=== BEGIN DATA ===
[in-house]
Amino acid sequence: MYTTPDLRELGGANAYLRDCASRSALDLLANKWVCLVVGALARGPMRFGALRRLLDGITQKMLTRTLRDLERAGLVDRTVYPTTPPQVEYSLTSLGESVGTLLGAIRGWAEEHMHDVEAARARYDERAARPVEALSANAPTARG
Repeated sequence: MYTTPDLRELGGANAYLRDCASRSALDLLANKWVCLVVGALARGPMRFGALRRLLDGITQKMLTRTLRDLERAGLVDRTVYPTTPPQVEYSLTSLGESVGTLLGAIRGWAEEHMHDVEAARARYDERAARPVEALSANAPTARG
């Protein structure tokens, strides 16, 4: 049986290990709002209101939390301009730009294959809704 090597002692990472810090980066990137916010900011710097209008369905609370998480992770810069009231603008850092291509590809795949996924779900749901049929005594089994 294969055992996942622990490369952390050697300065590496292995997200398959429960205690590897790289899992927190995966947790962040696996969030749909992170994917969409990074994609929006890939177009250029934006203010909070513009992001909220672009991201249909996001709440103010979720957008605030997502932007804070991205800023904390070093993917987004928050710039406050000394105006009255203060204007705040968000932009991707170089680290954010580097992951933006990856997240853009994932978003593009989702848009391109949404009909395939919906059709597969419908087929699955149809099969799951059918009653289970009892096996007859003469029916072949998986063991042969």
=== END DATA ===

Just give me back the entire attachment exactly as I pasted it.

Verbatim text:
[in-house]
Amino acid sequence: MYTTPDLRELGGANAYLRDCASRSALDLLANKWVCLVVGALARGPMRFGALRRLLDGITQKMLTRTLRDLERAGLVDRTVYPTTPPQVEYSLTSLGESVGTLLGAIRGWAEEHMHDVEAARARYDERAARPVEALSANAPTARG
Repeated sequence: MYTTPDLRELGGANAYLRDCASRSALDLLANKWVCLVVGALARGPMRFGALRRLLDGITQKMLTRTLRDLERAGLVDRTVYPTTPPQVEYSLTSLGESVGTLLGAIRGWAEEHMHDVEAARARYDERAARPVEALSANAPTARG
């Protein structure tokens, strides 16, 4: 049986290990709002209101939390301009730009294959809704 090597002692990472810090980066990137916010900011710097209008369905609370998480992770810069009231603008850092291509590809795949996924779900749901049929005594089994 294969055992996942622990490369952390050697300065590496292995997200398959429960205690590897790289899992927190995966947790962040696996969030749909992170994917969409990074994609929006890939177009250029934006203010909070513009992001909220672009991201249909996001709440103010979720957008605030997502932007804070991205800023904390070093993917987004928050710039406050000394105006009255203060204007705040968000932009991707170089680290954010580097992951933006990856997240853009994932978003593009989702848009391109949404009909395939919906059709597969419908087929699955149809099969799951059918009653289970009892096996007859003469029916072949998986063991042969």